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Your Lower Cholesterol Toolbox

Get the tools you need to help lower cholesterol -- and reduce your risk of disease -- starting now.

Exercise to Lower Cholesterol

Regular physical activity is key to keeping your cholesterol low. Studies have found that even moderate exercise is enough to boost HDL (good) cholesterol and lower LDL (bad) cholesterol. In a recent study of young and middle-aged women in Spain, researchers found that the more calories a woman burned through moderate exercise, the lower her LDL level and the higher her HDL level.

Exercise, in combination with a healthy diet, is also important because while a low-fat lower calorie diet helps lower total cholesterol and bad LDL cholesterol, one study showed it can also drop good HDL cholesterol by 7% over a year. That same study showed an increase in good HDL cholesterol (and a decrease in LDL and total cholesterol) for those who walked or jogged about 8 miles a week.

Weight Loss to Lower Cholesterol

Both a healthy diet and regular physical exercise can lead to another important tool in lower cholesterol: weight loss.

Excess weight tends to increase your LDL cholesterol level. If you are overweight and have high LDL cholesterol, losing weight may help you lower it. Weight loss also helps to lower triglycerides (another form of fat in your blood and one which you should aim to keep below 150 mg/dL) and raise HDL ("good") cholesterol levels.

Medications to Lower Cholesterol

Some people find they can't lower cholesterol enough with lifestyle changes alone. "There are genetic factors that affect cholesterol levels," says Gotto. "One person may be able to keep their cholesterol low without much effort at all, while someone else may eat right, exercise, keep their weight down, and still have high cholesterol."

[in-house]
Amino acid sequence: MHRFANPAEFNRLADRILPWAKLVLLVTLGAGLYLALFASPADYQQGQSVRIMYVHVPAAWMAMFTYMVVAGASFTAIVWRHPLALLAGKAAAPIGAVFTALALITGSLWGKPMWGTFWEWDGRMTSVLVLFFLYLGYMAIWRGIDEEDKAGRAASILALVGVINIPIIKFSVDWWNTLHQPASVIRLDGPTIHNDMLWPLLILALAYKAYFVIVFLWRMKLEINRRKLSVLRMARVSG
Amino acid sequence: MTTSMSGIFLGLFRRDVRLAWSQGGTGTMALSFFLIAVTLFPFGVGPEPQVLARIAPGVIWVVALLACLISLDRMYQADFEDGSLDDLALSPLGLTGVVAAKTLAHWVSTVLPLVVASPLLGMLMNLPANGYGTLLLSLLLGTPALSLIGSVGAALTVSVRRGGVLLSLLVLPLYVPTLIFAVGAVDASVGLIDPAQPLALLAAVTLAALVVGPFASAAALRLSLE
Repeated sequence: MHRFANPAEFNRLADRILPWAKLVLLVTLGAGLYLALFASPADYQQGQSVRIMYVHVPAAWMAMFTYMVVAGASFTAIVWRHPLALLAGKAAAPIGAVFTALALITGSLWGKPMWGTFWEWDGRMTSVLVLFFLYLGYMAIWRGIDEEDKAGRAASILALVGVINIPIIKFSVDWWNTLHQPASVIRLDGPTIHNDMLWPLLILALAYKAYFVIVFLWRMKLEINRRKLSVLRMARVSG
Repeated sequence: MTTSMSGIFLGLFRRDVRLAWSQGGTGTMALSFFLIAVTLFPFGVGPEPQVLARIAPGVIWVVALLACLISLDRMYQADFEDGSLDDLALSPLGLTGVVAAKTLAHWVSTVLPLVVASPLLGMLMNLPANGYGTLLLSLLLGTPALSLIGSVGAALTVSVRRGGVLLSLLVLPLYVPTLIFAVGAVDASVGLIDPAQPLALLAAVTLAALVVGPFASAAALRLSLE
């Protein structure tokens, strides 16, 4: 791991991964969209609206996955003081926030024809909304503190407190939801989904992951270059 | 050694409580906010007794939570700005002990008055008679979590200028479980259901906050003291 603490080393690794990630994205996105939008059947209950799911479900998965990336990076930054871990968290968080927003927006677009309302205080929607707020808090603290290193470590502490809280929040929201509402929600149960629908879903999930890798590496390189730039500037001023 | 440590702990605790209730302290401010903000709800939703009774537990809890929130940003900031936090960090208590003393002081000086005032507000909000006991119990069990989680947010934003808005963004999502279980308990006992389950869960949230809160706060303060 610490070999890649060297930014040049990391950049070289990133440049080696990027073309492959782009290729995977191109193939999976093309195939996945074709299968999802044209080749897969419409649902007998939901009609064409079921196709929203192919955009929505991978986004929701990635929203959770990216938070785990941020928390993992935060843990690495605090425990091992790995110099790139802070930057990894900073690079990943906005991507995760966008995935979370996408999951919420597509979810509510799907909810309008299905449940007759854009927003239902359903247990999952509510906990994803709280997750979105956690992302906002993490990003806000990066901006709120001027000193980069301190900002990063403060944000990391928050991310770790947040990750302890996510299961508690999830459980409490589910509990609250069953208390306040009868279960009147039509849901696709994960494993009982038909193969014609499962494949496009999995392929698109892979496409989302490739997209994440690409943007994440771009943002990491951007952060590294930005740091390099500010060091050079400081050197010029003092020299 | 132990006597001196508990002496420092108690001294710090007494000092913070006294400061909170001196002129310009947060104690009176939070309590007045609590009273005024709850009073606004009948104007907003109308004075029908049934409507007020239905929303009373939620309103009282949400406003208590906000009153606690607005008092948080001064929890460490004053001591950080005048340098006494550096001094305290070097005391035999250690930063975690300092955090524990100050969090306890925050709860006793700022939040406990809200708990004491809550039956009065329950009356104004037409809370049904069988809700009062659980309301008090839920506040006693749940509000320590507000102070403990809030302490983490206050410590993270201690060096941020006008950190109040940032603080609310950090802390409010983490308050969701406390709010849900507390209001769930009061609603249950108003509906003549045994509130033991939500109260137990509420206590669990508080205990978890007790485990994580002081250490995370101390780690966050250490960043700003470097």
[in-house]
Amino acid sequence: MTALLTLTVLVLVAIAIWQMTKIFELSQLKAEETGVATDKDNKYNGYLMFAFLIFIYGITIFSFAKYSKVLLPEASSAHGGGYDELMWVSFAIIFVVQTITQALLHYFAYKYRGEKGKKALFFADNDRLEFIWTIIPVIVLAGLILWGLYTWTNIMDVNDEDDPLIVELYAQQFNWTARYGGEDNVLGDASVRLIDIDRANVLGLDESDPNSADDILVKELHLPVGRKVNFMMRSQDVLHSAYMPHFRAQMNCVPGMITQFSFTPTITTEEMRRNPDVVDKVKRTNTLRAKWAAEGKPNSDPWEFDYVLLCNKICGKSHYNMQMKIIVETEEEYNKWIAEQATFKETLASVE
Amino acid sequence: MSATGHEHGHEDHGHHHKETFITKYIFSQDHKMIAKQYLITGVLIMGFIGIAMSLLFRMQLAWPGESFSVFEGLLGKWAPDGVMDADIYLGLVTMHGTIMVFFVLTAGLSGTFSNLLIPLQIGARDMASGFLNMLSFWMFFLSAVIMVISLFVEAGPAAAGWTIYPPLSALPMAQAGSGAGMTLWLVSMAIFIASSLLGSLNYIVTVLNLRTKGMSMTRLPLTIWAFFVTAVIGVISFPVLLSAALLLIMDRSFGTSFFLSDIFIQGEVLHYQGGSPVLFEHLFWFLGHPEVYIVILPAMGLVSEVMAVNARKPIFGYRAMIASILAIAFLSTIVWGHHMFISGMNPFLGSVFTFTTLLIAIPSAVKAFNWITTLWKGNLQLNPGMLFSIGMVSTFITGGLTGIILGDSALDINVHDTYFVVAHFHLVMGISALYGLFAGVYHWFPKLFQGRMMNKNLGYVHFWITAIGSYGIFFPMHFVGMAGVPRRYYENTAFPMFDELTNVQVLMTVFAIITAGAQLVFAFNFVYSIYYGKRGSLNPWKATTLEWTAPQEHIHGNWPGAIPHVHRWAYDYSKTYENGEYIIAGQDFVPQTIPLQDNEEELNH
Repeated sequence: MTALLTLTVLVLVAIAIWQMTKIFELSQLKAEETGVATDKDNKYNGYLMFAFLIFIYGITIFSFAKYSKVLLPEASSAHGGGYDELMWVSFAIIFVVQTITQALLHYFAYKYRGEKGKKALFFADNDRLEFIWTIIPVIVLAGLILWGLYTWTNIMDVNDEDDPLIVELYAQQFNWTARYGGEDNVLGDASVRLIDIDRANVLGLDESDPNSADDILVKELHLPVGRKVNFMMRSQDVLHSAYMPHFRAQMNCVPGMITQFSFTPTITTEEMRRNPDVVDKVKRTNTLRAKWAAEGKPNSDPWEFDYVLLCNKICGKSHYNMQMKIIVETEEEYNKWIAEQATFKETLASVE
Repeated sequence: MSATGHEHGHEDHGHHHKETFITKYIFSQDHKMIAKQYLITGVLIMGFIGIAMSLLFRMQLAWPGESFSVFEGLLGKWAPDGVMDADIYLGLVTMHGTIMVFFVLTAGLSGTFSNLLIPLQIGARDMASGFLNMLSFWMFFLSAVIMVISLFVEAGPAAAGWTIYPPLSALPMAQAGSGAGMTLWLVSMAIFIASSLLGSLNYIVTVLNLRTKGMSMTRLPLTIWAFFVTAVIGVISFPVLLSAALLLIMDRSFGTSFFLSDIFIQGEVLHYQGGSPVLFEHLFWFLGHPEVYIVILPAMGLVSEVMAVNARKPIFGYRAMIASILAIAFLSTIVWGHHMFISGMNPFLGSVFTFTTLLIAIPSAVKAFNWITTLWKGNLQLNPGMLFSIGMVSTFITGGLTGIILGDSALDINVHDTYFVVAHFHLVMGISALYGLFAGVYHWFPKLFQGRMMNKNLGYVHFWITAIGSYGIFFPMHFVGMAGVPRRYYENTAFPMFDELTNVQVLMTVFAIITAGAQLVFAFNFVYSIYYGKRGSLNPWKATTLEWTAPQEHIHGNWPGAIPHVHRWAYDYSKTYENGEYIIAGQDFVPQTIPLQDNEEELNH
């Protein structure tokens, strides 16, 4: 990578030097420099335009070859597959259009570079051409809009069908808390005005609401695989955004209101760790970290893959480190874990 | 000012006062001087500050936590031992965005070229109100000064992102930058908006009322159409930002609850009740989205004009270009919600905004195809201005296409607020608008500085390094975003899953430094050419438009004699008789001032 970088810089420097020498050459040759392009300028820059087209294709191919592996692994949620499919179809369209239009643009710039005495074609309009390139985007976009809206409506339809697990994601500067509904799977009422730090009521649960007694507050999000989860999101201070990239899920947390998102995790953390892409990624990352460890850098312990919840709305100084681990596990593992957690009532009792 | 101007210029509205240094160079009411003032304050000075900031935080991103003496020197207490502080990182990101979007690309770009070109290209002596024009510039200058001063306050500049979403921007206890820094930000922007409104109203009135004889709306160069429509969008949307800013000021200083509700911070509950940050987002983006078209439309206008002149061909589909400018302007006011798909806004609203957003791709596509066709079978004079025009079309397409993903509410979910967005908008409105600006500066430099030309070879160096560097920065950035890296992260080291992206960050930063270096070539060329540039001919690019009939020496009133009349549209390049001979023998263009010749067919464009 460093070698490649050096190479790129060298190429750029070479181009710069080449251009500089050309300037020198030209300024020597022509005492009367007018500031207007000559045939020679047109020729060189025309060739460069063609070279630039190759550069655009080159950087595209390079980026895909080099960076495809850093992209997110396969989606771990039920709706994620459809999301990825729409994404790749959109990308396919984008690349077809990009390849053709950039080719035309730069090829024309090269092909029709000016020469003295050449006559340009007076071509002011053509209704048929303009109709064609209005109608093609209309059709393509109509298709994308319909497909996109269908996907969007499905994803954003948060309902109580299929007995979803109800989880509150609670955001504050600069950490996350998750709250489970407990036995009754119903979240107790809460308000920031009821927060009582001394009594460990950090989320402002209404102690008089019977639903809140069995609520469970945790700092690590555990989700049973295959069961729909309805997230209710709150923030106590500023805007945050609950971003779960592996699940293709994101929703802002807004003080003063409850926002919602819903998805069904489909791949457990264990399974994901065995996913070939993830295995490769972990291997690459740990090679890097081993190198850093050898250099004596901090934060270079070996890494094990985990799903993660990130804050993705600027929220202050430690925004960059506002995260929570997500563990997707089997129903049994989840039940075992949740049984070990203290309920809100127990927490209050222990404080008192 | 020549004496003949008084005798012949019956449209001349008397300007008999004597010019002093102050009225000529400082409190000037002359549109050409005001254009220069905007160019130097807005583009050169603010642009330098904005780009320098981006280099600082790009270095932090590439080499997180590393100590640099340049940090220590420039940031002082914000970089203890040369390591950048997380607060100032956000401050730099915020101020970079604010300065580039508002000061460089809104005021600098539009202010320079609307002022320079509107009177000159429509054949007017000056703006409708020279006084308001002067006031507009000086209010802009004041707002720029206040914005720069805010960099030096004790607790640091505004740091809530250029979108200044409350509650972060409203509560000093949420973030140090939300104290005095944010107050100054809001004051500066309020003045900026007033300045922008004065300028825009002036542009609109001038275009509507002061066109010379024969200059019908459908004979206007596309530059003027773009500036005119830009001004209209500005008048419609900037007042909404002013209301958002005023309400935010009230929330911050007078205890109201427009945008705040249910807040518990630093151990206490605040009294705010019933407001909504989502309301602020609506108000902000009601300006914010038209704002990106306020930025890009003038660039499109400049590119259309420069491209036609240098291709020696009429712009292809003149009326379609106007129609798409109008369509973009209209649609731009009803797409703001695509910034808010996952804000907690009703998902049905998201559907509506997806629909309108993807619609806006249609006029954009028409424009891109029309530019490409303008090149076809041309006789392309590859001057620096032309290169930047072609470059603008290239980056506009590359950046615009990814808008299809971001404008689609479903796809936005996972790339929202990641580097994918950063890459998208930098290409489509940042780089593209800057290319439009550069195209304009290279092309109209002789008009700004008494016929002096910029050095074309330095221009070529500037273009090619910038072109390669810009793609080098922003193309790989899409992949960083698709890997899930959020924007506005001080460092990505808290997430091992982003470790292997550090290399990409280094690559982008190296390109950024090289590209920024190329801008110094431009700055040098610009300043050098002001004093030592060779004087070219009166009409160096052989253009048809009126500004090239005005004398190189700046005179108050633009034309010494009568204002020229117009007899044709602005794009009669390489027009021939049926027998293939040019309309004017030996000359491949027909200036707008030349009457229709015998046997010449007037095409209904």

That's where medications come in. There are several types of cholesterol-lowering medications, but the most commonly prescribed are statins. There's a good reason for that, says Gotto. "They are very effective in lowering LDL levels in the majority of patients." Studies have shown that statins can lower LDL cholesterol by 20% to 60%.

Other medications to lower cholesterol include:

  • Bile acid sequestrants
  • Nicotinic acid (niacin)
  • Fibric acids
  • Cholesterol absorption inhibitors
  • Combination drugs such as Vytorin, Advicor

Each of these drugs act in slightly different ways. For example, some lower LDL cholesterol, while others treat high levels of triglycerides and/or raise HDL cholesterol. Your doctor will help you decide which medication -- or combination -- is best for you.

However, medication may not help you as much if you don't help yourself.

"It's been found that if you continue to eat a high-fat diet, the effects of cholesterol-lowering drugs like statins are diminished," Gotto says. So if you start taking a cholesterol-lowering medication and figure it's OK to load up on the Krispy Kremes -- it's not.

Diet, exercise, weight loss, and medication: Your cholesterol-lowering toolbox has all you need to help you lower cholesterol -- and keep it low.

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Reviewed on October 23, 2008

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Is Your Cholesterol Level Heart Healthy?
What is your LDL (low-density lipoprotein) level?

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Answer:
Desirable
0-199
Borderline
200-239
High
240+

Your level is currently

Congratulations! Your total cholesterol level is in the Desirable range, and your level of "bad" LDL cholesterol is optimal.

Congratulations! Your total cholesterol level is in the Desirable range, and your level of "bad" LDL cholesterol is near optimal.

Your total cholesterol level is in the Desirable range, but your level of "bad" LDL cholesterol is borderline high. If your LDL goes higher, your total cholesterol level could become Borderline High. Consider reducing the amount of foods you eat with saturated fats and increasing physical activity. If you get more exercise, your level of "good" HDL cholesterol may increase, which could also help to keep your levels of LDL and total cholesterol in check.

Your total cholesterol level is in the Desirable range, but your level of "bad" LDL cholesterol is High. This may mean that your level of high-density lipoprotein (HDL), or "good" cholesterol, is too low. It is best to have a high level of "good" HDL and a low level of "bad" LDL. The HDL helps keep your LDL level in check. Ask your doctor for your HDL level. If your HDL is low, increasing your physical activity can increase it, which may help reduce your LDL level.